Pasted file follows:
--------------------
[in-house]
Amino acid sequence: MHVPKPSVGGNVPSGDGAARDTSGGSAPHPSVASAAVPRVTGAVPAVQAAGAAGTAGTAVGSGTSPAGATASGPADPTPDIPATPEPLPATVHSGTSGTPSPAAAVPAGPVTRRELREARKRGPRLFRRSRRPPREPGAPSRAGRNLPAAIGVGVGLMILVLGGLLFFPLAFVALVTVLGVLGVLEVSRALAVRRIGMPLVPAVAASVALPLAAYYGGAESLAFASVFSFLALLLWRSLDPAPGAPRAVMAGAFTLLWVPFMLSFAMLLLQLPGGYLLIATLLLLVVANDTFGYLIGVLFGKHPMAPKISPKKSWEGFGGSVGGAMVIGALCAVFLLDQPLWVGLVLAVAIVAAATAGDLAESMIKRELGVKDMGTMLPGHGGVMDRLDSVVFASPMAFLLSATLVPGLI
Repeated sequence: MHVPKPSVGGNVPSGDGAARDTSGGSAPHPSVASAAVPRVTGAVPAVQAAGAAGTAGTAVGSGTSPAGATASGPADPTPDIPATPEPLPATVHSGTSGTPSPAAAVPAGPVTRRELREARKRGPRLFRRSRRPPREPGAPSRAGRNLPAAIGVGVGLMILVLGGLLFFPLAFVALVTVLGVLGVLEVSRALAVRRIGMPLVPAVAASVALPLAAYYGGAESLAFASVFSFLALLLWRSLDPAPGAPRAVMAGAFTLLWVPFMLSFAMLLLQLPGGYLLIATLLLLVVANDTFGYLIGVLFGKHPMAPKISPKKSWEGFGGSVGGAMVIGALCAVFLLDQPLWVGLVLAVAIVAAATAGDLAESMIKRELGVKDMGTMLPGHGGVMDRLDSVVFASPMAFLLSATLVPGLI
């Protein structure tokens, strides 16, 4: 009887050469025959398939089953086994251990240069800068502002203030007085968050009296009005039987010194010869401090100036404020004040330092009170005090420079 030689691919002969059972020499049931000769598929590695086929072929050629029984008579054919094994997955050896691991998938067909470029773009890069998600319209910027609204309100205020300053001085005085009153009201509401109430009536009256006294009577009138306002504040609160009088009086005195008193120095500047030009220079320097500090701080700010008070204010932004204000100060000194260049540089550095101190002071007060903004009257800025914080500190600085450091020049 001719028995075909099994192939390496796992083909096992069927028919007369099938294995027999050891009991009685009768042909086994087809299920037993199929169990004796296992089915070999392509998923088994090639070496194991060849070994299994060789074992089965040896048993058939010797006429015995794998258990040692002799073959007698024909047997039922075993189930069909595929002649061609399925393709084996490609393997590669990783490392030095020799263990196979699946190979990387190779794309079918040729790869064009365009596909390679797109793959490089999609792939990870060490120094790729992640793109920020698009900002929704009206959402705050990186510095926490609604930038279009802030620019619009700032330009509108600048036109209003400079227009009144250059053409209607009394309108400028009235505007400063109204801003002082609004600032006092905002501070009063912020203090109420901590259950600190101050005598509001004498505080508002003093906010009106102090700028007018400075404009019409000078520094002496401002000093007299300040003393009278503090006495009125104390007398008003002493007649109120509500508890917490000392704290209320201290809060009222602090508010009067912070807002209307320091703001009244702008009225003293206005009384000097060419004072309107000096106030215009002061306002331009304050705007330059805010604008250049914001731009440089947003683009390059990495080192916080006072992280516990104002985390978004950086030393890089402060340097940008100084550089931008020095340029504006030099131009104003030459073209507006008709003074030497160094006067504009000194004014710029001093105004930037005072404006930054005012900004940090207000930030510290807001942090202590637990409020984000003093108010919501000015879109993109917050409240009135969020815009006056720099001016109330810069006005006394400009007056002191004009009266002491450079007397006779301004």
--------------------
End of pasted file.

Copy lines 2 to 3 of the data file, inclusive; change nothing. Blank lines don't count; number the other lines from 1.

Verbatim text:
Amino acid sequence: MHVPKPSVGGNVPSGDGAARDTSGGSAPHPSVASAAVPRVTGAVPAVQAAGAAGTAGTAVGSGTSPAGATASGPADPTPDIPATPEPLPATVHSGTSGTPSPAAAVPAGPVTRRELREARKRGPRLFRRSRRPPREPGAPSRAGRNLPAAIGVGVGLMILVLGGLLFFPLAFVALVTVLGVLGVLEVSRALAVRRIGMPLVPAVAASVALPLAAYYGGAESLAFASVFSFLALLLWRSLDPAPGAPRAVMAGAFTLLWVPFMLSFAMLLLQLPGGYLLIATLLLLVVANDTFGYLIGVLFGKHPMAPKISPKKSWEGFGGSVGGAMVIGALCAVFLLDQPLWVGLVLAVAIVAAATAGDLAESMIKRELGVKDMGTMLPGHGGVMDRLDSVVFASPMAFLLSATLVPGLI
Repeated sequence: MHVPKPSVGGNVPSGDGAARDTSGGSAPHPSVASAAVPRVTGAVPAVQAAGAAGTAGTAVGSGTSPAGATASGPADPTPDIPATPEPLPATVHSGTSGTPSPAAAVPAGPVTRRELREARKRGPRLFRRSRRPPREPGAPSRAGRNLPAAIGVGVGLMILVLGGLLFFPLAFVALVTVLGVLGVLEVSRALAVRRIGMPLVPAVAASVALPLAAYYGGAESLAFASVFSFLALLLWRSLDPAPGAPRAVMAGAFTLLWVPFMLSFAMLLLQLPGGYLLIATLLLLVVANDTFGYLIGVLFGKHPMAPKISPKKSWEGFGGSVGGAMVIGALCAVFLLDQPLWVGLVLAVAIVAAATAGDLAESMIKRELGVKDMGTMLPGHGGVMDRLDSVVFASPMAFLLSATLVPGLI